Southern California-based Dan Blacker wrapped up his first decade as a trainer in 2021 with a first-ever Grade 1 win and a career high in purse earnings.
A 39-year-old native of Oxford, England, Blacker earned his first top-level victory in March when Hit the Road won the Frank E. Kilroe Mile (G1) at Santa Anita. The 5-year-old horse by More Than Ready, who had to be scratched from last year's Breeders’ Cup Mile when spiking a fever the week of the race, is expected to make his long-awaited return in the $1 million Pegasus World Cup Turf (G1) at Gulfstream Park a week from Saturday.
Hit the Road signaled his readiness for the Pegasus last weekend when blitzing five furlongs over the Santa Anita turf course in a swift 58.4 seconds.
“I needed him to show me that he was ready. So we tested him a little bit in that last work and he worked great and came out of it great,” Blacker said. “Everything just needs to go smoothly over the next week or so before we make the flight.”
Blacker, who operates a modest-sized stable at Santa Anita that currently numbers 21 horses, also reflected on his 2021 season as part of this latest Horse Racing Nation Barn Tour.
“Yes, I won a Grade 1 and that was a great milestone for me, but I try not to worry too much about statistics and my records,” said Blacker, who is married to TVG analyst Christina Olivares. “I just try to focus on each horse and going race by race. The idea is to train these horses to the best of my ability and give the owners a great experience.”
Hit the Road. Prior to being scratched from the Breeders’ Cup, Hit the Road was a troubled third behind Mo Forza and eventual BC Mile runner-up Smooth Like Strait in the City of Hope Mile (G2) at Santa Anita. In the City of Hope, a keen Hit the Road wound up last early when wrangled back, then on the second turn, he got cut off along the rail just as he was gathering momentum.
After the Breeders’ Cup scratch, and adding to Hit the Road’s star-crossed campaign, he was set to contest the 1 1/8-mile San Gabriel (G2) on Dec. 26 as a prep for the Pegasus at the same distance. But again he was scratched when the race was rained off the turf and moved to dirt.
“The last few months things did not go to plan,” Blacker said. “He had just a terrible trip in (the City of Hope) and then having to be scratched in the Breeders’ Cup was really disappointing for the horse. We were campaigning for that race after he won the Grade 1. So to get that far and have him doing so well leading up to that race at our home track, it was really frustrating. You don’t know when you’re going to get a chance like that again.”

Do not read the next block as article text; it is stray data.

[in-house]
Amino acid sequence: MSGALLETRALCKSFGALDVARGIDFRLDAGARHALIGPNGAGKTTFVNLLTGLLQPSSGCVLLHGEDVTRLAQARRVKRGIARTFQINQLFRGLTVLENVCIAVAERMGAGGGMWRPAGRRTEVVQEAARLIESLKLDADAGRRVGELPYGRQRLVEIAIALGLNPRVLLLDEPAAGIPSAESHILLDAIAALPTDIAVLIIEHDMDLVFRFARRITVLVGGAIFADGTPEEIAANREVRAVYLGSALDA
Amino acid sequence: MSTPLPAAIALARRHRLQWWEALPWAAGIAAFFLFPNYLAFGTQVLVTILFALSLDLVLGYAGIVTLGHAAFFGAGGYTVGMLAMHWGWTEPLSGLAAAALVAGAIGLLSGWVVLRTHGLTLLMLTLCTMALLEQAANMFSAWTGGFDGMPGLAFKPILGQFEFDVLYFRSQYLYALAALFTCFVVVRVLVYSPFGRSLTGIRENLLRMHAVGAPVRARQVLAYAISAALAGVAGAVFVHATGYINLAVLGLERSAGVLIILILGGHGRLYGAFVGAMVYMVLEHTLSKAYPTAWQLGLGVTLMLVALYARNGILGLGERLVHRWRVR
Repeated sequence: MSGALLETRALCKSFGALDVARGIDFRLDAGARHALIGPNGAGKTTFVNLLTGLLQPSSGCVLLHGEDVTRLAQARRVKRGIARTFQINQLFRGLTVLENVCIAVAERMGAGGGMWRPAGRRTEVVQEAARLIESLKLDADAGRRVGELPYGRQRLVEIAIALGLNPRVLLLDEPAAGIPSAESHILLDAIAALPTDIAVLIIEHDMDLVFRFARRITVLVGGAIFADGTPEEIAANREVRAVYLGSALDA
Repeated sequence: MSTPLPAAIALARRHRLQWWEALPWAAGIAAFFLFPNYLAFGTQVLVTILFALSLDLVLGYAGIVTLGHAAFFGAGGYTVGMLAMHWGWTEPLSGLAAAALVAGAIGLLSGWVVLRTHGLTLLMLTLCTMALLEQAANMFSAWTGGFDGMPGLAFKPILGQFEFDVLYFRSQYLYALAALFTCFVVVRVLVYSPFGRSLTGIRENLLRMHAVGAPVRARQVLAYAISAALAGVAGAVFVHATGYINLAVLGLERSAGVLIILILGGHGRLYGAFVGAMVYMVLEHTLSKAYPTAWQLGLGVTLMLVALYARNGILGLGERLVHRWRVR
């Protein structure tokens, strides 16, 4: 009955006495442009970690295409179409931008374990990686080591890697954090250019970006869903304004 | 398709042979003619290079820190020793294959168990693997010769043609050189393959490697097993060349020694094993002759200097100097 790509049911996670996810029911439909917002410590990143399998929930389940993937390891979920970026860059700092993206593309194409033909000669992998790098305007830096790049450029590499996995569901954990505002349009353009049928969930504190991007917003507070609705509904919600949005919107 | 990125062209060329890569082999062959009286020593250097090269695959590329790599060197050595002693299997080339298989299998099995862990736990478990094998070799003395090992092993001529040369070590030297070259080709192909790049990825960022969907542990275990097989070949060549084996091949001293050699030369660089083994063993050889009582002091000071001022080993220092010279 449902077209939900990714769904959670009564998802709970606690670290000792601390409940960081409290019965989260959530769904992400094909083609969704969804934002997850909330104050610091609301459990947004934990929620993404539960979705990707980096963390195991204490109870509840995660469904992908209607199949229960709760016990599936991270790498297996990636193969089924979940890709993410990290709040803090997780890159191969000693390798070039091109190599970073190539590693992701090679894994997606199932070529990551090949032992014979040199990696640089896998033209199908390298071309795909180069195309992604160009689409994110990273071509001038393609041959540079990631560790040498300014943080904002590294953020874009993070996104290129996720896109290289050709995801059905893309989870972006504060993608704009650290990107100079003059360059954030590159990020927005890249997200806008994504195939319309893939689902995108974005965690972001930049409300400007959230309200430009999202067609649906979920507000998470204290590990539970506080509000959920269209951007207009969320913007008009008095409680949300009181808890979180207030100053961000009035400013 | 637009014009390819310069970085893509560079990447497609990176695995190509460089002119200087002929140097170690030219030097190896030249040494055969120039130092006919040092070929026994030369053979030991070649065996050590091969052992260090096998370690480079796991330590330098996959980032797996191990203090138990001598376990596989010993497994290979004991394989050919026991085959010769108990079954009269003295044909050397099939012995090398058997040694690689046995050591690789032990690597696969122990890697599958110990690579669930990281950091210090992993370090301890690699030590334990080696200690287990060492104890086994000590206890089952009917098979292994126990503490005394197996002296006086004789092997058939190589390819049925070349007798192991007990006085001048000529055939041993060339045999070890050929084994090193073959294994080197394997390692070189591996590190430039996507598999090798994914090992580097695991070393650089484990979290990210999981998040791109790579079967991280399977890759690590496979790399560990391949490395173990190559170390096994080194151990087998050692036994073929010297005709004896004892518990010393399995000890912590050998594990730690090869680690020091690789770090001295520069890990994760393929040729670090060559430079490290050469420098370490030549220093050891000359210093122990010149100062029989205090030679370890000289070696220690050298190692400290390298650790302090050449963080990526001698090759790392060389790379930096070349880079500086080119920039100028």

Blacker said if Hit the Road continues to do well in training this week, he is set to make the cross-country trip to Gulfstream Park on Tuesday. The Pegasus would be his first test at nine furlongs.
“You don’t know until you try it," Blacker said of the distance. "But he’s been training super and fitness isn’t going to be a problem. I think he’s ready as far as that goes. It’s just a matter of whether he’s going to be as good going a mile and an eighth as he is at a mile. We’ll just have to see.”
Hit the Road, who finished off the board in the 2019 Breeders’ Cup Juvenile Turf, has a record of 12: 6-0-2 with earnings of $563,751.
Issa Court. As a trainer for Harris Farms, Blacker figures to have his share of California-breds, and this emerging 4-year-old filly fits the bill.
A homebred by Acclamation for Harris Farms, Issa Court broke her maiden going a mile on turf at Del Mar in November. She came back last to win an entry-level allowance on dirt against Cal-breds at Santa Anita.
Issa Court was the second winner from six starters for Blacker at the current Santa Anita meet.
“It’s kind of unique when you get a horse that runs well on both surfaces, and at the allowance level, which is not common,” Blacker said. “It’s a testament to John Harris and Harris Farms for breeding a talented, solid racehorse. She just tries really hard, and I am thankful for getting the opportunity to train her. She’s a pretty nice one, hopefully.”
Blacker added that rather than stepping up directly into a Cal-bred stakes, Issa Court most likely would try another first-level Cal-bred allowance on dirt. In California, horses are eligible to win a first-level allowance on both turf and dirt.
“That’ll be the most likely spot for her next, but I’m hoping she’ll be a Cal-bred stakes filly. Hopefully she keeps improving,” Blacker said.
Big Shamrock. This California-bred took a big step up in class when trying the Kentucky Oaks trail in the six-horse Santa Ynez (G2) on Jan. 8 at Santa Anita and promptly beat just one horse to the wire. Blacker said she exited the race with an injured knee and is sidelined until an expected return in late spring or summer.
“We took a shot because it was a short field and she’s a nice filly,” Blacker said. “But unfortunately she got a chip in that race. She’s had surgery. She’ll come back and hopefully we’ll be back at the race with her in the summer.”
Toeris. Bred and campaigned by the high-profile partnership of Gary Barber and Team Valor, this 3-year-old filly by Tourist earned her diploma at Del Mar in October and came back to be third a month later in the Jimmy Durante (G3).
She has not worked since that effort but is slated to start gearing up soon.
“There weren’t a huge amount of opportunities for 3-year-old fillies at this time of the year and the big races aren't until a bit later, so we felt she could benefit from a break,” Blacker said. “I’m just grateful to have patient owners like Team Valor and Gary Barber and that they were willing to give her a break. Hopefully we’ll have her coming back guns blazing for the big races later this year.”